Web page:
The Russian Cultural Center, housed in a corner of Webster Hall, recently held an exhibition of early Soviet nonconformist art. Put together by Alla Rosenfeld, Ph.D., curator of Russian and European art at the college’s Mead Art Museum, and made possible by the generous support of the David Pennock ’60 Russian Culture Fund and Julia A. Whitney Fund for Russian Art, the exhibit showcased several counterarguments against the pervasive stereotype of the Soviet Union as a successful destroyer of individuality.

“Twin Peaks: The Return” tells the story of FBI agent Dale Cooper, who in the original series was assigned to solve the murder case of Laura Palmer, the high school homecoming queen in the town of Twin Peaks, Wash. Over the course of the original two-season run on ABC, Agent Cooper unraveled the mystery of the killer only to find himself entangled in a greater, older, cosmic mystery involving demons, hell and heaven; a mystery whose indelible images constantly refused to cleanly classify themselves as reality or metaphor.

With a runtime of nearly three hours, thanks to a trio of preceding short films which explained the thirty-year interlude between it and Ridley Scott’s seminal sci-fi masterpiece, “Blade Runner: 2049” arrived at the box office with fewer profitable rip- ples than its investors would have liked. But while its commercial underperformance is nothing notable in the post-summer daze when tentpole blockbusters fall like leaves, a deeper, closer view finds that Denis Villeneuve’s recent cyberpunk outing is his third consecutive home-run follow- ing “Sicario” and “Arrival”.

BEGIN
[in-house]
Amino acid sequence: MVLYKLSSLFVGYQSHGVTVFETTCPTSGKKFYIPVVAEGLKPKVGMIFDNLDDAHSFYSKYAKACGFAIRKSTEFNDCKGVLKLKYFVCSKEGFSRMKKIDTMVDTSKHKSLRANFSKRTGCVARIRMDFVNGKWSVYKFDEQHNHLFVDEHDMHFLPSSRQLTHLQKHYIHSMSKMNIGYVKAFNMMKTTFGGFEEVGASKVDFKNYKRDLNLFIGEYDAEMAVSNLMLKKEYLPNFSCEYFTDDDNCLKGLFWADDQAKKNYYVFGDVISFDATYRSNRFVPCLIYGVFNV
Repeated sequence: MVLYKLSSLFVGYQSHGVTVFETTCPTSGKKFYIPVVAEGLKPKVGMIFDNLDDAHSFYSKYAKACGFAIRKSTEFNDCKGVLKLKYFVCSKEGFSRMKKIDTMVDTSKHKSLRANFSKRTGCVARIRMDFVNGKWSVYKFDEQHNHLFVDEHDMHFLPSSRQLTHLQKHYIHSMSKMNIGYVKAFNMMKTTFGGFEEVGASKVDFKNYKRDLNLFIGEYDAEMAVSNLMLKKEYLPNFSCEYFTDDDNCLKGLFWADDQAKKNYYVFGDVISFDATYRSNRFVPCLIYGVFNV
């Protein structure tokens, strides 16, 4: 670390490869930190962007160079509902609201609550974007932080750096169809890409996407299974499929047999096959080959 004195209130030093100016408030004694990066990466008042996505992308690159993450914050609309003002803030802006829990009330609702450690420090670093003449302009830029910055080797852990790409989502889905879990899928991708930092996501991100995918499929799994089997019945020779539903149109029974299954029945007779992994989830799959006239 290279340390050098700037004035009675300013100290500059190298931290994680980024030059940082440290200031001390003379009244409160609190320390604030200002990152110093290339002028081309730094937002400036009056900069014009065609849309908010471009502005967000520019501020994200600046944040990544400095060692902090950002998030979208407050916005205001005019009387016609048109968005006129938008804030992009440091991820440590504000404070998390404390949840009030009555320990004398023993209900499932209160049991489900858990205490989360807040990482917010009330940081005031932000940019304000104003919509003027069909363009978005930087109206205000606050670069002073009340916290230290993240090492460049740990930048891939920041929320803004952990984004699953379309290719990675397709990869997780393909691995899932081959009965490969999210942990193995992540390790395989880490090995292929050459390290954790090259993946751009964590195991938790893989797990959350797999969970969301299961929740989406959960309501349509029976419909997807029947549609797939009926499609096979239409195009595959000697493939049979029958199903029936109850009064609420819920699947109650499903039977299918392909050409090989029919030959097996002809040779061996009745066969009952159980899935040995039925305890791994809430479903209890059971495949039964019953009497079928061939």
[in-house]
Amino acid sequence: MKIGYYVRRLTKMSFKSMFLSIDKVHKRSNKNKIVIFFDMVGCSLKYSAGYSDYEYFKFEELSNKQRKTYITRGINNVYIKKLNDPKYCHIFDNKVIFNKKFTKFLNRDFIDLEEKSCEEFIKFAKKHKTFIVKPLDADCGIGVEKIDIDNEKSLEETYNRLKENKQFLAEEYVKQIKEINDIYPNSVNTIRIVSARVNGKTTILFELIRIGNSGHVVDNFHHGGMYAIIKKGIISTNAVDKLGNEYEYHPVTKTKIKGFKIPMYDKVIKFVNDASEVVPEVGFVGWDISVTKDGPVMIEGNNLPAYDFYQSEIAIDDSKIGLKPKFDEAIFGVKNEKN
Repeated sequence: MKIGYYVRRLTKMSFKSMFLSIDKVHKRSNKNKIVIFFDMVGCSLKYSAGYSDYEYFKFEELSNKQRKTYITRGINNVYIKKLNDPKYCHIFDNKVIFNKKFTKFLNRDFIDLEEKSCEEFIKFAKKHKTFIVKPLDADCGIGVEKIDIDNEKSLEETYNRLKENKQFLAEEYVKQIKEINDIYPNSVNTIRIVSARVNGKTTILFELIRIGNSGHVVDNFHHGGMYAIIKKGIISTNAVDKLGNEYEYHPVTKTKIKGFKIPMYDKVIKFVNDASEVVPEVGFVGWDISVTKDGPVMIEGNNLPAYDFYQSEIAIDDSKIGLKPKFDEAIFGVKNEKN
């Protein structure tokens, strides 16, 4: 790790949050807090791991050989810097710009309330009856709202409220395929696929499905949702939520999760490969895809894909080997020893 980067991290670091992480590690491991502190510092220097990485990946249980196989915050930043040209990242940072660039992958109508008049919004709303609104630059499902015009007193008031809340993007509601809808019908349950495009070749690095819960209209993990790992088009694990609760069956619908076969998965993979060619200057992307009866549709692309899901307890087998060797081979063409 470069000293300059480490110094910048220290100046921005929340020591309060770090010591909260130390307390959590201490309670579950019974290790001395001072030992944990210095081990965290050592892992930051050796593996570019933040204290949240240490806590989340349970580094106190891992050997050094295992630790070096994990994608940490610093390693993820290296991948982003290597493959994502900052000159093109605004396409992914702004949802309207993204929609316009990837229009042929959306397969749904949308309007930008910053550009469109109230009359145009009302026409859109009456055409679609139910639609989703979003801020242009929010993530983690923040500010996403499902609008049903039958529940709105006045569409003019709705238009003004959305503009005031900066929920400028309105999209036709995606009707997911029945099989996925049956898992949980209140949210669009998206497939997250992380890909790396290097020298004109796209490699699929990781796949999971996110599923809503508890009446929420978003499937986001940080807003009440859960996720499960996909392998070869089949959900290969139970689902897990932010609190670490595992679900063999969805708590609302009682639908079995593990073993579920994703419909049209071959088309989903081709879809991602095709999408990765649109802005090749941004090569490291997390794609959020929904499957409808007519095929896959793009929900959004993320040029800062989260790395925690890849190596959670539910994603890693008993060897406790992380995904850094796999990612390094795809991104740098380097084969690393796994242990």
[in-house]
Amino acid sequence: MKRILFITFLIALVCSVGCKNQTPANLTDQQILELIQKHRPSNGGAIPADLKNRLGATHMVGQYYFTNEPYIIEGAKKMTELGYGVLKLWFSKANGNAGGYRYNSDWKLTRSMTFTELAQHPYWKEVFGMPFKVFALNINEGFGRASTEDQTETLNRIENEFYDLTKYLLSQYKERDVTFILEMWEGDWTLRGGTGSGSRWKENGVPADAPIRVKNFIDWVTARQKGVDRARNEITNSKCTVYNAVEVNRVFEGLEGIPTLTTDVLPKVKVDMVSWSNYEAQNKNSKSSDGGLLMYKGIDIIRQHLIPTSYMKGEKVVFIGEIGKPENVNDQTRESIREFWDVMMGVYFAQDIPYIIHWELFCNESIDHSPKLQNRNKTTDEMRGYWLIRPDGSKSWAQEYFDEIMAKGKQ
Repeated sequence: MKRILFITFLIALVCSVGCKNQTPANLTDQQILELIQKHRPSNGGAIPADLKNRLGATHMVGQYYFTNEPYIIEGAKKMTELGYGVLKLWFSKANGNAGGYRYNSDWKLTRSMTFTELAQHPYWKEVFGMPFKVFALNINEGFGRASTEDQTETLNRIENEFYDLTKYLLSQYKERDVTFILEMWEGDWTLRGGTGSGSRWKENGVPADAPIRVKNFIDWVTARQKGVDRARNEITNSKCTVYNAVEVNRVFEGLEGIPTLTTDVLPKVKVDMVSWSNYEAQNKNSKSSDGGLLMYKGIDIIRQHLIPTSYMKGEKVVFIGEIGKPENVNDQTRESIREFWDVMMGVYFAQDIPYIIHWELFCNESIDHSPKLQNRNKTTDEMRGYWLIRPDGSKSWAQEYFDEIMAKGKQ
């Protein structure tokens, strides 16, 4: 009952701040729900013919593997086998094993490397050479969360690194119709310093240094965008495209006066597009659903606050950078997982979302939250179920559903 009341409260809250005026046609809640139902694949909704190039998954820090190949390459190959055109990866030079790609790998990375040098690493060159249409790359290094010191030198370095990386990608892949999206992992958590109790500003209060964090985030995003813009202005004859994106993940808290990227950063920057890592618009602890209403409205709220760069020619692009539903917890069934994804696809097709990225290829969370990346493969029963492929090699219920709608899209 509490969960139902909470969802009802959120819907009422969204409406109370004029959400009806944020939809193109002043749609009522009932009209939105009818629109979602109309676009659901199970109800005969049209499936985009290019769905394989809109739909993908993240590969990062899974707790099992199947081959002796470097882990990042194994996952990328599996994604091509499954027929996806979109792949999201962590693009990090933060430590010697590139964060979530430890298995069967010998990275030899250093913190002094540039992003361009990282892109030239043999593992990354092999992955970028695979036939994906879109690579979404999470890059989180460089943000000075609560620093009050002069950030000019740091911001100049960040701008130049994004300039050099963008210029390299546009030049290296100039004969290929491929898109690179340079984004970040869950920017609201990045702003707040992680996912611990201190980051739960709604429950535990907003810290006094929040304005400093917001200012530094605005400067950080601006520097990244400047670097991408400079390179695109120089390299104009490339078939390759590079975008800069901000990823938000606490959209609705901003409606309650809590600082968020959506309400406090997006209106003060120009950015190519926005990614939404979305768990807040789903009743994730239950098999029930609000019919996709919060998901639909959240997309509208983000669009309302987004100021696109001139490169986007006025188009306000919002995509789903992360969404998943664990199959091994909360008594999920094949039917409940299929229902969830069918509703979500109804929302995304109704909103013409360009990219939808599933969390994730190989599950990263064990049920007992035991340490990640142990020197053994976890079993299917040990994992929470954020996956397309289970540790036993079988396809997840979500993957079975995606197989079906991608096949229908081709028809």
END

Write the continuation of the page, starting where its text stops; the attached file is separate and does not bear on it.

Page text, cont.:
The kind of films shown in smaller local movie theaters such as Amherst Cinema possess a unique and identifiable mood to them. True, there is remarkable diversity in both content and origin not found in the box offices, but such an abundance of life is communicated in an equally rarified manner. The films almost always nibble at life, reluctant to chow down upon any grand sweeping statements about society or the universe.